The news this week is that Tony Blair has finally apologised for the Iraq War.
Well not quite. This is what he said, in an interview with Fareed Zakaria for CNN: “I apologise for the fact that the intelligence we received was wrong.”
This is the mendacious wriggling of a lawyer trying to get himself off the hook.
I can clearly remember a counter-dossier, by Alan Simpson MP and the academic and campaigner Dr Glen Rangwala, which reviewed the same intelligence available to the government at the time but concluded that there were no WMDs.
Blair would certainly have seen this.
I also remember Hans Blix, the UN weapons inspector in Iraq, pleading to be given more time to pursue the evidence on the ground, before being forced out by the impending attack. Later Mr Blix declared that in his view the war was illegal.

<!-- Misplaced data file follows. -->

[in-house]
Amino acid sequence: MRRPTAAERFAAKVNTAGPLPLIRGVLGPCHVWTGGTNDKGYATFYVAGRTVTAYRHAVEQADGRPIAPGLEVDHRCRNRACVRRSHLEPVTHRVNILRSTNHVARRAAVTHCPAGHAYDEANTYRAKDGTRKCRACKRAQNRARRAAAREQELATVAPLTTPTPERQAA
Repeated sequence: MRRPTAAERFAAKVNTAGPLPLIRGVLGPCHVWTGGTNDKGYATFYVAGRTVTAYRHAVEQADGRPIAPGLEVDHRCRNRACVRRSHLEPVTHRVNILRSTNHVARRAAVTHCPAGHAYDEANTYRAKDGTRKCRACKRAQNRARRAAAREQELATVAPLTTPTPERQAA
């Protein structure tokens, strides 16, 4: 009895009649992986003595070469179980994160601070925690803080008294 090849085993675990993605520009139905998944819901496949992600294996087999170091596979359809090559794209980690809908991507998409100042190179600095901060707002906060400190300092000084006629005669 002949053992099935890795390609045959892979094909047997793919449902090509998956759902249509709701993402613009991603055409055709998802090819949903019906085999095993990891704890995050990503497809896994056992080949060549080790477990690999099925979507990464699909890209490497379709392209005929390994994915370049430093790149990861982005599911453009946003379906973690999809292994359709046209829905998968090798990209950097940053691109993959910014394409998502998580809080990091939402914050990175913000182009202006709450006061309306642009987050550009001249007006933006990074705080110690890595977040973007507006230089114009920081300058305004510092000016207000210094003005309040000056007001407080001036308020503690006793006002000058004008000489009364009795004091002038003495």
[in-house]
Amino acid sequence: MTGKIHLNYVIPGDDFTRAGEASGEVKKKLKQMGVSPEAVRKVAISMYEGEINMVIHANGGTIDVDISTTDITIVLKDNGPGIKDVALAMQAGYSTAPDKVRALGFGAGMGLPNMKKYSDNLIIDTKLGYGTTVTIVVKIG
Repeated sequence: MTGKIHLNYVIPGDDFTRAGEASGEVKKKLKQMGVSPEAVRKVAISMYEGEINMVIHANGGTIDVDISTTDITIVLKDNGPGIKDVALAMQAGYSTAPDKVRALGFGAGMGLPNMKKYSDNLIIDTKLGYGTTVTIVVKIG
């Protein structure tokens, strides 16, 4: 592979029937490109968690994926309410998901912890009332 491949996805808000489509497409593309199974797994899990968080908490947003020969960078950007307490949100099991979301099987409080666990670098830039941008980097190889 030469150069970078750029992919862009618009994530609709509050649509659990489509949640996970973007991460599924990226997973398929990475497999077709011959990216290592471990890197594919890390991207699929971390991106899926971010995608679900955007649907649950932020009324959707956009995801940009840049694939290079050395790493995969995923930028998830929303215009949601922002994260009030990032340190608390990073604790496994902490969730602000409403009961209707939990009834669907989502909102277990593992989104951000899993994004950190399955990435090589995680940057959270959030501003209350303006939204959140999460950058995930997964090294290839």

And, of course, how can any of us forget the revelation by Dr David Kelly, as told to Andrew Gilligan and revealed on the BBC, that the Prime Minister’s office had “sexed-up” the evidence?
Gilligan lost his job because of that, and we all remember what happened to Dr Kelly.
Blair is being “economical with the truth” as usual.
Given that newly released emails show that he had signed up to the war in 2002, a year before the invasion, this disingenuous apology has the air of someone already rehearsing his defence before the inevitable summons arrives.
Current Labour leader Jeremy Corbyn has made it clear that, if it can be shown that Blair has committed war crimes, then he should be made to stand trial. It’s no wonder the Blairites are spooked.
Waging a war that is not in self-defence is a war crime.
“Not only an international crime; it is the supreme international crime, differing only from other war crimes in that it contains within itself the accumulated evil of the whole,” according to the Nuremberg Tribunals.
Fortunately for George W. Bush – or deliberately perhaps—the United States is not a signatory to the International Criminal Court.
The United Kingdom, however, is, which means that Blair would be liable to prosecution.
Personally I can’t wait.